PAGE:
For this reason, I'm not entirely sure that Imaginary Girls will appeal to its target audience. I'll come right out and say that I didn't appreciate (or even really understand) magical realism as a teen. In fact, even two years ago I was criticizing Kelly Link's masterful Magic for Beginners as being too unsettling. Of the title story in that collection, I said, "when she casually mentions that the characters in 'Magic for Beginners' are fictional television characters, despite the fact that they otherwise seems completely grounded in our reality, I couldn't help but wonder: Why? To what end? How is the story enhanced by this?"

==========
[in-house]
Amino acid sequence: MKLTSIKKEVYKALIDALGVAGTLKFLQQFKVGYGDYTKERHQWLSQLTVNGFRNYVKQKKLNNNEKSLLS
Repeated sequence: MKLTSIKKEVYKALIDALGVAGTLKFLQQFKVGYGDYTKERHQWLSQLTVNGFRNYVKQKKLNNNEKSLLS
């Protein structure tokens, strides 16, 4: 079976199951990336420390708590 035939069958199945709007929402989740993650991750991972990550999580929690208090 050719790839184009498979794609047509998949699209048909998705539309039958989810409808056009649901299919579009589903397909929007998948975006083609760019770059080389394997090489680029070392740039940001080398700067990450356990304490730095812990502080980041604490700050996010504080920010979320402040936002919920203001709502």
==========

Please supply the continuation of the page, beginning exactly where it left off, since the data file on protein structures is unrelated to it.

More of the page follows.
I reread that story recently, and was pleased to find that I'd grown as a reader. I could see how perfectly Link utilizes the fantastic elements to underscore the poignant family story—and how the vertigo-inducing nature of that story enhanced the protagonist's uncertain family and romantic situation. In fact, it was a story that could not be told any other way. I would say that the same is true for Imaginary Girls. It needs to be a book that encompasses the supernatural but is not about the supernatural. I'm just not positive that teens will enjoy being unsettled in this way, but perhaps I was unique in my adolescent literal-mindedness.